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State Secrecy Laws Used to Intimidate Journalists in China

September 27, 2011

State Secrecy Laws Used to Intimidate Journalists in China

The International Federation of Journalists (IFJ) is deeply concerned by the misuse of state secrecy laws to harass and intimidate a Chinese journalist investigating the arrest of a civil servant in Luoyang, in eastern China.

On September 22, Ji Xuguang, an investigative journalist for China’s Southern Metropolis Daily, published a report about civil servant Li Hao being charged with the kidnap and imprisonment of six women in an underground bunker for the purposes of sexual slavery. Li, 34, an official with Luoyang City's Quality and Technical Supervision Bureau, is also accused of murdering two of the six women.

Immediately after publishing his report, Ji was approached by two unidentified men representing local police. He claims he was threatened and interrogated for details of the source of his information, and for revealing state secrets. Ji has refused to talk publicly about the case after receiving a phone call from police at midnight on September 25.

Ji’s mistreatment follows the murder of another Luoyang journalist, Li Xiang, who died early on September 19 after being stabbed 13 times. Although local police have concluded the motive was robbery, Li’s colleagues maintain the attack was related to his investigations into the illegal production of cooking oil in the city.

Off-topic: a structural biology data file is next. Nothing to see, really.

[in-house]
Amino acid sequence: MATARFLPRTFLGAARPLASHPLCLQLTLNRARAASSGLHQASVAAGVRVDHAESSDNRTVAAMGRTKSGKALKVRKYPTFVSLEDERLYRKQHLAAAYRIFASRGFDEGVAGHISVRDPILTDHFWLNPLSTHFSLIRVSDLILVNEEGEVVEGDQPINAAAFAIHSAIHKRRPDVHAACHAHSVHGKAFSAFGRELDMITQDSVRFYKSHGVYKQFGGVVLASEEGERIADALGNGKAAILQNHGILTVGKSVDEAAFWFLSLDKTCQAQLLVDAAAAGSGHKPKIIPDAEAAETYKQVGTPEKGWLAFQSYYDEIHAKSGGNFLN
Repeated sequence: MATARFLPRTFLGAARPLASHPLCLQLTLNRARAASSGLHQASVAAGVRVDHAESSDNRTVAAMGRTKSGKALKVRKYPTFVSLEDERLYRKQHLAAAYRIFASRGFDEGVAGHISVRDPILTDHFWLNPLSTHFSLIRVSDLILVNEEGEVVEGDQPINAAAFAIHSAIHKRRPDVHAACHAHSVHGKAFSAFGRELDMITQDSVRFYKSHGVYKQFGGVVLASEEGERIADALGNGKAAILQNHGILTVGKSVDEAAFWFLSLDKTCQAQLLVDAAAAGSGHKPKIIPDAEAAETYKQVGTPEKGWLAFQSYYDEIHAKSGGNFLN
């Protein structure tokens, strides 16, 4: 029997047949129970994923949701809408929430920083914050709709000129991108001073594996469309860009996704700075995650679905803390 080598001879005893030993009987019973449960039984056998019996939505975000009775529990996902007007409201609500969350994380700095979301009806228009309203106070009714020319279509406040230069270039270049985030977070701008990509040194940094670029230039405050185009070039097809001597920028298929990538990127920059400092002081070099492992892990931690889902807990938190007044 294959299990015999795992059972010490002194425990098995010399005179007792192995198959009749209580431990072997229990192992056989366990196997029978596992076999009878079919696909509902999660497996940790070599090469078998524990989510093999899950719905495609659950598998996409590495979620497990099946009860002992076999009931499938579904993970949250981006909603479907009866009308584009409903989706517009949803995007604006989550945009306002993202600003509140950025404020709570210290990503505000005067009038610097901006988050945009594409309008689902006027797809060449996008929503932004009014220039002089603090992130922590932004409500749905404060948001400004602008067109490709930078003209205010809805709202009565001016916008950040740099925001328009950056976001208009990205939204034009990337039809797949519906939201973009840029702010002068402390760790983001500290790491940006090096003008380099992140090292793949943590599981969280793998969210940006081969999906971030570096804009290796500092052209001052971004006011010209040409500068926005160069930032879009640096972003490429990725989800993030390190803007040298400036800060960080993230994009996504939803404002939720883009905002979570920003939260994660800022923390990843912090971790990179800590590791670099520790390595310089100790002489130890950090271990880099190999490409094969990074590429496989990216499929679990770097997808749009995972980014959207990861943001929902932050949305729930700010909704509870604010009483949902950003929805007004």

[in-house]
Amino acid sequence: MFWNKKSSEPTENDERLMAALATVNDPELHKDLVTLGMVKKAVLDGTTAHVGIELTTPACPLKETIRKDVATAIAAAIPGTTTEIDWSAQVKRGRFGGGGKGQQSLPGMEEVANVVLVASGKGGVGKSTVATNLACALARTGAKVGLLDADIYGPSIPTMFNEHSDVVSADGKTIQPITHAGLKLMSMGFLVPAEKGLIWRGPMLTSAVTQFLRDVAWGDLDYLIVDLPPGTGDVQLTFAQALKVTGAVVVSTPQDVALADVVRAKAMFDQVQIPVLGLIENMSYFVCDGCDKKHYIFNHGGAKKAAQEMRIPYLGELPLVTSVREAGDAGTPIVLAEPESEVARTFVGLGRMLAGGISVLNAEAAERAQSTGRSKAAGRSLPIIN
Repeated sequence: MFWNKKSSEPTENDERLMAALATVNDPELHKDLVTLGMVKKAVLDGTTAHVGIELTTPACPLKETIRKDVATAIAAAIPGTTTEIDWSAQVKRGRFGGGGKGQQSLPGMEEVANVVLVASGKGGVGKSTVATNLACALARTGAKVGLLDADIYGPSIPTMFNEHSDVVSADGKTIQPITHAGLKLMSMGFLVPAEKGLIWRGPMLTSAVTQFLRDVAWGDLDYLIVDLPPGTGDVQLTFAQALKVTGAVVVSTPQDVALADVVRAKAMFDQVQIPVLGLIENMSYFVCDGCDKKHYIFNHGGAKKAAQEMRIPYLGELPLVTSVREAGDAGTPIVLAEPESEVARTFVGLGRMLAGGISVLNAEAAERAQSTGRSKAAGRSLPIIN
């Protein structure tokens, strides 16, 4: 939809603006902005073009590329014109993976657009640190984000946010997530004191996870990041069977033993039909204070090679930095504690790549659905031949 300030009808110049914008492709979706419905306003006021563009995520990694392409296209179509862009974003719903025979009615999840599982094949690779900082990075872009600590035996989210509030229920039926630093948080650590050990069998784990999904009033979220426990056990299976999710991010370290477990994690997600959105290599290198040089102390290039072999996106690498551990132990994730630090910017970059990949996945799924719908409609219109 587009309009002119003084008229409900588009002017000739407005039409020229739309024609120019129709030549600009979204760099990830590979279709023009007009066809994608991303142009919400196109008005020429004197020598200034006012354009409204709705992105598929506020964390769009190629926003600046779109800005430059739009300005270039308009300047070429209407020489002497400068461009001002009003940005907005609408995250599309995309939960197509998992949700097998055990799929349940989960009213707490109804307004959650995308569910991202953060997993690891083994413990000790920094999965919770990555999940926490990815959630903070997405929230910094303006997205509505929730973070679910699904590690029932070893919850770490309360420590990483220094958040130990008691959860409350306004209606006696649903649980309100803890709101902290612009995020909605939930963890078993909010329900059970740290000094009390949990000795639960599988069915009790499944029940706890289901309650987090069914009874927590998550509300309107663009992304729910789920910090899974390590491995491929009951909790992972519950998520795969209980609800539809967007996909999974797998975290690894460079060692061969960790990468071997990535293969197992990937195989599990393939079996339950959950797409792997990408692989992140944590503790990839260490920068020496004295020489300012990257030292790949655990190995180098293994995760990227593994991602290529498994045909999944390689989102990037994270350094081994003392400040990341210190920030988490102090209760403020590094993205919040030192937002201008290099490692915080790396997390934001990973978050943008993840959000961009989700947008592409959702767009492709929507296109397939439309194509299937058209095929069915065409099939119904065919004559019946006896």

On September 24, the same day that Li Hao was charged, Luoyang Police Commissioner Guo Congbin made a general apology to the city’s population acknowledging that community safety patrols were weak, and police officers had lost their sense of responsibility. However, in his apology Guo did not clarify why the case may have been classified as a state secret, and said only that communication between police and the media needs to be improved.

Ji’s source has subsequently alleged that local police considered details of the charges against the civil servant state secrets out of fears that the negative publicity would jeopardise Luoyang’s chances in the competition to be named China’s most civilised city.

Under Article 9 (6) of China’s Guarding State Secrets Act, any activity maintaining national security and investigating criminal offences can be classified as a state secret.

“China’s Ministry of Public Security must take measures to ensure that all police and government officials do not use the Guarding State Secrets Act to harass or intimidate journalists working in China,” IFJ Asia-Pacific said.

The IFJ urges the Luoyang Police Commissioner Guo to conduct a special investigation into the harassment and intimidation of journalists in the city, and for the findings of the investigation to be made public.

The IFJ represents more than 600,000 journalists in 131 countries

Find the IFJ on Twitter: @ifjasiapacific

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